After Election, Pace Quickens for New Government Regulations

There has been a dramatic increase in new government regulations issued by the Obama administration after the election. In some cases the comment period for public feedback has also been reduced below the standard 60 days.

As of Thursday, there have been 1,886 newly posted regulations in the last 30 days and 5,481 newly posted regulations in the last 90 days, according to, the federal government's regulation tracking website.

The Obama administration is required by law to publish its regulatory agenda twice a year, in April and October. It failed to meet both of those deadlines. Instead, the White House released its regulatory agenda report at around 3 p.m. on Dec. 21, the Friday before Christmas, when it would receive less notice due to the long holiday weekend.

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Sen. Rob Portman (R-Ohio) sent two letters to the president, one in August and another on Dec. 13, asking why the regulatory agenda for the spring or fall had not been published, but received no reply.

"For nearly three decades, presidents of both parties have published their plans for new regulations twice a year. This practice is legal obligation grounded in a longstanding executive order and a federal statute that calls for a spring and fall regulatory agenda," Portman wrote.

In the months prior to the election, new regulations were put on hold, and after the election new regulations began again at a rapid pace, reported Matthew Daly for The Associated Press.

"The rules had been largely put on hold during the presidential campaign as the White House sought to quiet Republican charges that President Barack Obama was an overzealous regulator who is killing U.S. jobs," Daly wrote. "But since the election, the Obama administration has quietly reopened the regulations pipeline."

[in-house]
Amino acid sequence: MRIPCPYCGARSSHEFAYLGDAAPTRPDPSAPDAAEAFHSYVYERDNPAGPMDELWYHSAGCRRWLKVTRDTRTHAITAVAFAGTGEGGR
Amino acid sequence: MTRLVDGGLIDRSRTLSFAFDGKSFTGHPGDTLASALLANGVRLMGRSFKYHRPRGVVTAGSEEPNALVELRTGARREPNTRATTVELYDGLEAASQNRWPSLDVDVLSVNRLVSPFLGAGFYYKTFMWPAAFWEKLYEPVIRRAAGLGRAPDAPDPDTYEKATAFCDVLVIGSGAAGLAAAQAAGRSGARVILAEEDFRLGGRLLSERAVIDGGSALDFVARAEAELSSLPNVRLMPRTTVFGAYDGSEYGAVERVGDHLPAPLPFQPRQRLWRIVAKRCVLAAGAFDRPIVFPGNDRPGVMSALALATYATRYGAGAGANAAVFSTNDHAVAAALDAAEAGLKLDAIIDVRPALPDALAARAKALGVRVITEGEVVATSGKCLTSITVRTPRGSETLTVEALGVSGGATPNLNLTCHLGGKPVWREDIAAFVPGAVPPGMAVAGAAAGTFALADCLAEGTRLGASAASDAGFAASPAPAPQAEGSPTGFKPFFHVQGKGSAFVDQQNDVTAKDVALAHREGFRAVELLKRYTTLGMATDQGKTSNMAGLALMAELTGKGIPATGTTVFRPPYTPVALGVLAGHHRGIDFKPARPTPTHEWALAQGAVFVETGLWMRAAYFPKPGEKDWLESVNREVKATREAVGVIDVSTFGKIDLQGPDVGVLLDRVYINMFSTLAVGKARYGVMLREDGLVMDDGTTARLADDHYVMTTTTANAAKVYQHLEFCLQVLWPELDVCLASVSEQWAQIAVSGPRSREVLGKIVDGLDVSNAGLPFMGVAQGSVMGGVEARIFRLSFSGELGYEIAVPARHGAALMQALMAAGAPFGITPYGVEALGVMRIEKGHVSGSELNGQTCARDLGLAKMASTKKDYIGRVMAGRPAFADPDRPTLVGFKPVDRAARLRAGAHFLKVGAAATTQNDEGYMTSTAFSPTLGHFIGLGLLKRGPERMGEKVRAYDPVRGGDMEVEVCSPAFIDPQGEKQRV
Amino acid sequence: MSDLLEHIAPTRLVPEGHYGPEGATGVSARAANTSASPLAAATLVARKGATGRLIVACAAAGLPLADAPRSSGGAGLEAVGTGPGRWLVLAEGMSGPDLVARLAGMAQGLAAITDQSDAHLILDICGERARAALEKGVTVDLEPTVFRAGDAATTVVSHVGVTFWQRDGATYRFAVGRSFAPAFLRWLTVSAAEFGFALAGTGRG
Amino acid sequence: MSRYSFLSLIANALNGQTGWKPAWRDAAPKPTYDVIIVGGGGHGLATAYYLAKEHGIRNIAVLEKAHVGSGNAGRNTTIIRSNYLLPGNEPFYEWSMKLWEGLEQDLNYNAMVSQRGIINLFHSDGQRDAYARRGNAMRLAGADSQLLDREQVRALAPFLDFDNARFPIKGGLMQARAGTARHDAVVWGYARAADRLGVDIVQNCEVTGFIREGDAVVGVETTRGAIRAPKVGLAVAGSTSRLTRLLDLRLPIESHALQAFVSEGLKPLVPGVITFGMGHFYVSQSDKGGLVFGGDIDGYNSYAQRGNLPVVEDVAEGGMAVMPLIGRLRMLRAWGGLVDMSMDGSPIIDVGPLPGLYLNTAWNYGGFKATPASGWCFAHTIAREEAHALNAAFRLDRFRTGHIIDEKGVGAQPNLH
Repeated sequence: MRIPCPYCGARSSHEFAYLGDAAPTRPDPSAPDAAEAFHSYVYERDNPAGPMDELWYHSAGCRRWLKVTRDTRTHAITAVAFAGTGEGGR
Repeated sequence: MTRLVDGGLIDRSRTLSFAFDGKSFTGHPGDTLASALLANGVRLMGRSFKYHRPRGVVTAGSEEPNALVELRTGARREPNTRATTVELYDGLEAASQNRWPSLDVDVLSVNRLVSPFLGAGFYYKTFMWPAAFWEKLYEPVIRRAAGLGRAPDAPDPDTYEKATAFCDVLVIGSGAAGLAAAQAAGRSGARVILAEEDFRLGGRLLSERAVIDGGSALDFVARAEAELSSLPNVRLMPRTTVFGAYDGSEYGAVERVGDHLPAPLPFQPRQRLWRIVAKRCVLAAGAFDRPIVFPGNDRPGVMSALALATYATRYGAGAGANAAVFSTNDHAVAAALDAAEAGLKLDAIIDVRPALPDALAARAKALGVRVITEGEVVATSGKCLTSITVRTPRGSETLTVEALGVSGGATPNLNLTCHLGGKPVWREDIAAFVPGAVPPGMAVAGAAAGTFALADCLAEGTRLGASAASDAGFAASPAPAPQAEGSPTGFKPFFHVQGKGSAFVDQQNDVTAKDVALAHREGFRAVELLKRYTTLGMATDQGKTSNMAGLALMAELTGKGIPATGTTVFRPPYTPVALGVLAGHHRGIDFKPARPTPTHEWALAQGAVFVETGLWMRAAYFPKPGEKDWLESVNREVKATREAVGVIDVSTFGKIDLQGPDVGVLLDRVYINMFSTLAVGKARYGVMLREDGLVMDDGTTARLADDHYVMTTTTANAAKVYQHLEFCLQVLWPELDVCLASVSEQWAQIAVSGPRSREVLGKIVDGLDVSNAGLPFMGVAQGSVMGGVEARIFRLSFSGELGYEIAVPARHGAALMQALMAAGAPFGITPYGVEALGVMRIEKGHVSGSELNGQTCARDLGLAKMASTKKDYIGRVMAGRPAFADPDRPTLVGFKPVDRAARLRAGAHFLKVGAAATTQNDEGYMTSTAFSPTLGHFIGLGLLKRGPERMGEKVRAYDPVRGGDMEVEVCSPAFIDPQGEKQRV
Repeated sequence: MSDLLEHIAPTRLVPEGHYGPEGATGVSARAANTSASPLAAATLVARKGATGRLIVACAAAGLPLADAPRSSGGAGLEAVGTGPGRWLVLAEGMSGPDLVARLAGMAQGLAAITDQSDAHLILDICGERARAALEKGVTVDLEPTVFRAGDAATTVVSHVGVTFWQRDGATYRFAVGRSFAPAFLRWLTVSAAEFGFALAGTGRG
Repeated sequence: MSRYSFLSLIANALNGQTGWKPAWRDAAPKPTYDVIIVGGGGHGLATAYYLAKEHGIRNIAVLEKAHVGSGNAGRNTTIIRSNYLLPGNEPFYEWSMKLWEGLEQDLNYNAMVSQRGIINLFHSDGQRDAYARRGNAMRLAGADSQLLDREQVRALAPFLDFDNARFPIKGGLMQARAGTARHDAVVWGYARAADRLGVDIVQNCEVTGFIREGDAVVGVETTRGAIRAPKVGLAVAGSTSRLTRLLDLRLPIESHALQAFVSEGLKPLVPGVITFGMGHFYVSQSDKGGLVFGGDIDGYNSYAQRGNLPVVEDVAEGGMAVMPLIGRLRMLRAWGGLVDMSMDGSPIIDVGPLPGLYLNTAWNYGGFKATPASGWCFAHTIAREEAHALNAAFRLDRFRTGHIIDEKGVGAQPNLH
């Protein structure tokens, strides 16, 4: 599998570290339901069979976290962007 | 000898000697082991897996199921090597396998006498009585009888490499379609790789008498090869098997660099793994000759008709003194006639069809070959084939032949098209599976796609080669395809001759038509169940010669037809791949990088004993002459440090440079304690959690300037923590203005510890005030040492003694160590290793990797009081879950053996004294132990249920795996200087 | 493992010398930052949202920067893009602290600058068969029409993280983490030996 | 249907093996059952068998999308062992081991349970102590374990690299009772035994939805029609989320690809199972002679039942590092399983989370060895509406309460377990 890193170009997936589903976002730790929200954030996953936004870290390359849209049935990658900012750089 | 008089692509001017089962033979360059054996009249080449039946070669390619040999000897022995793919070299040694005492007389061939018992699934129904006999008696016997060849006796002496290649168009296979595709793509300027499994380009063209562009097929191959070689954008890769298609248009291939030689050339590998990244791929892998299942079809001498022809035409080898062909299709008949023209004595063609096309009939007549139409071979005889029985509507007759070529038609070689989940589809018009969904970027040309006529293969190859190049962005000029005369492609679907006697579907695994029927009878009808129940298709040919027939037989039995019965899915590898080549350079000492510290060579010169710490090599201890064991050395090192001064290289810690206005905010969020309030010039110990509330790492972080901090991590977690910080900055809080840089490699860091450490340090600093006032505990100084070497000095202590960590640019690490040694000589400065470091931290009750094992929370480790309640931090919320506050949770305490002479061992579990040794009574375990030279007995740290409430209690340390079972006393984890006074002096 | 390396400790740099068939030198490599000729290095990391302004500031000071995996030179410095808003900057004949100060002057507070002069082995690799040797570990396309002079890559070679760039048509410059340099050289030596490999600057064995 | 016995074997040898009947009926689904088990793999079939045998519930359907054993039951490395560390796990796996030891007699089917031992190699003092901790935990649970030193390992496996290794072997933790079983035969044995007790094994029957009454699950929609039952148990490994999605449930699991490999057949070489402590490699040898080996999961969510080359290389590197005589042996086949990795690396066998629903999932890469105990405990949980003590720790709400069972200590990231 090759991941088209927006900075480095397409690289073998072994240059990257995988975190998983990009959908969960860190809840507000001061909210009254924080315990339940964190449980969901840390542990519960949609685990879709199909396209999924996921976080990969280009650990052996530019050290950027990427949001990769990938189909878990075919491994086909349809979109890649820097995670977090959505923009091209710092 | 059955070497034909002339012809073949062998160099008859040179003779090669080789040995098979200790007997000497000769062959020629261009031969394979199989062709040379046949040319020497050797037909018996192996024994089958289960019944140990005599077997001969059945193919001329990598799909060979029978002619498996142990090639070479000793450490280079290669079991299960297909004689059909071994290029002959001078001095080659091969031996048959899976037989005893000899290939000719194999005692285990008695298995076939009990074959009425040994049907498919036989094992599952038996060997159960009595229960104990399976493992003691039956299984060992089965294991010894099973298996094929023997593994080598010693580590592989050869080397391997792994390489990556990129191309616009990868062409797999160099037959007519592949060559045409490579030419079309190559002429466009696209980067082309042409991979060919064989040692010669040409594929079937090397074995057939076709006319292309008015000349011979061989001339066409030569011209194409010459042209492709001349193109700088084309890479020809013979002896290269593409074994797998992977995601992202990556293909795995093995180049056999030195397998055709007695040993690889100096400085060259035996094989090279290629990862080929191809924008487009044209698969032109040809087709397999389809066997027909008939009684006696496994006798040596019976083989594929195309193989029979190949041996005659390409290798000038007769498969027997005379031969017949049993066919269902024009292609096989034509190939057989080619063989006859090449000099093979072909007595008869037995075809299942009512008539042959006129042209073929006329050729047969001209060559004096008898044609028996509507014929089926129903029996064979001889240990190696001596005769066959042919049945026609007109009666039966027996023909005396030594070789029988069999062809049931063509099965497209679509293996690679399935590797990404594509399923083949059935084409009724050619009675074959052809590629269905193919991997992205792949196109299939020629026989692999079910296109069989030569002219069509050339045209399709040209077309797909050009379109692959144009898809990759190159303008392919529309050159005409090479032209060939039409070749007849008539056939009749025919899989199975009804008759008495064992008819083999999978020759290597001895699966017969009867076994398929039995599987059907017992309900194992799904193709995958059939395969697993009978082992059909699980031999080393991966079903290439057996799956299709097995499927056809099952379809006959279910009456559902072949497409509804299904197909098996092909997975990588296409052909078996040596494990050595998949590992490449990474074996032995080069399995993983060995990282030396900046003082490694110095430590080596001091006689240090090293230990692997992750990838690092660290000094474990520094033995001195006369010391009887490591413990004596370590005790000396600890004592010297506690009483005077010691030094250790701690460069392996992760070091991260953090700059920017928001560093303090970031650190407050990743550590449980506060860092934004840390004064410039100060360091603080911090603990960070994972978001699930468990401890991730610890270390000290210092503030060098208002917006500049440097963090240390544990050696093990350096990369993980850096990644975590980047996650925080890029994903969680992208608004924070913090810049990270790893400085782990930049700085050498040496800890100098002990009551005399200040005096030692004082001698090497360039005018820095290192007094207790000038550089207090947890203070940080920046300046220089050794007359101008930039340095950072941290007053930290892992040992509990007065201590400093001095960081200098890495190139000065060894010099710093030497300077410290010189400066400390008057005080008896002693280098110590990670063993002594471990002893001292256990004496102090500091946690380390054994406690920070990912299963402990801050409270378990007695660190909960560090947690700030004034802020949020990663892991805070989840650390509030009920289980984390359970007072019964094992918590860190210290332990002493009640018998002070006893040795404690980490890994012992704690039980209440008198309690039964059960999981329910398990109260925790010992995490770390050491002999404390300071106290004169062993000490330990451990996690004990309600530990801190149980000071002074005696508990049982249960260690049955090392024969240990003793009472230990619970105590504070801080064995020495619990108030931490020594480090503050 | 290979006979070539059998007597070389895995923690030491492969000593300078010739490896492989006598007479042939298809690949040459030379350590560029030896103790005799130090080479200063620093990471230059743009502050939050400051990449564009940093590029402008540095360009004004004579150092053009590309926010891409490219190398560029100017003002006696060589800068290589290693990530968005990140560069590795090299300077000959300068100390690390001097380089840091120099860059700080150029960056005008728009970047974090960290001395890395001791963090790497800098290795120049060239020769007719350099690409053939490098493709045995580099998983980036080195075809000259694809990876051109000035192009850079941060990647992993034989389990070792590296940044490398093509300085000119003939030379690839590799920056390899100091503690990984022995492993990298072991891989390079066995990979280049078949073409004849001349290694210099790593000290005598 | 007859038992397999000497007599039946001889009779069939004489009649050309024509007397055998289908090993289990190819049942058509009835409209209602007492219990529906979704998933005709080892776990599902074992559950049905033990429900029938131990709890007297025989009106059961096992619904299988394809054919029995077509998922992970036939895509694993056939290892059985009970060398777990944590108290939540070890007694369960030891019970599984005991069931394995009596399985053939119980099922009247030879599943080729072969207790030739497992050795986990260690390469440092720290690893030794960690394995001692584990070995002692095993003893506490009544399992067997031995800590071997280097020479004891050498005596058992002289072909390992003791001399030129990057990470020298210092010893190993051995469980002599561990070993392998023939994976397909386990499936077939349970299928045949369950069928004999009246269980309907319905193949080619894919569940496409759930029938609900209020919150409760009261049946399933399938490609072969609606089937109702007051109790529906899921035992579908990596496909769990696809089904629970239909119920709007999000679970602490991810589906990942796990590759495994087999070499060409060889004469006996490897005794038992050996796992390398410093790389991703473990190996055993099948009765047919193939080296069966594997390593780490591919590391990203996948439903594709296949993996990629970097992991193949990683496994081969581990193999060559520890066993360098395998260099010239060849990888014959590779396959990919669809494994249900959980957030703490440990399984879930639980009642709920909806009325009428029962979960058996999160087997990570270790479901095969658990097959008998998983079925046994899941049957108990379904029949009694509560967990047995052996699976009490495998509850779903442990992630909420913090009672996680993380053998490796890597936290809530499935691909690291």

Americans for Limited Government, a conservative government watchdog group, has complained that the comment period for these new regulations has been greatly reduced. Since the Bill Clinton administration, most new regulations are given 60 days in which citizens can review the regulations and provide feedback to the administration.

ALG sent four letters to the Obama administration complaining about the reduced comment period for new regulations. The comment period was 30 days for three of those regulations and 24 days for the fourth regulation. One of those had a deadline of the day after Christmas. All four regulations deal with implementation of the Affordable Care Act, or "Obamacare."

Conservative and pro-business groups have also complained that many of these new regulations threaten to dampen the prospects of an economic recovery and cause layoffs at a time of high unemployment.

The National Association of Manufacturers released a study in November estimating that six new Environmental Protection Agency regulations will cost U.S. industries $404.5 billion to $884.5 billion in new capital expenditures and $63.2 billion to $138.2 billion in yearly compliance costs. The EPA's own estimates are about half that amount.

At, a conservative website, Erika Johnsen argued that Obama purposely delayed implementing the new regulations because they would have hurt the economy and his chances of getting re-elected.

"For months now, lawmakers have been complaining about the Obama administration's glib dismissal of their explicitly promised commitment to transparency and their blithe failure to publish either a spring or a fall regulatory agenda – which is even worse when you consider the fact that his administration has been rolling out new regulations at an economically soul-crushing pace. Wouldn't want to start circulating anything that might damper the president's chances ahead of the election, especially with all the mega-rules of Dodd-Frank and ObamaCare still unwritten, now would we?" Johnsen wrote.

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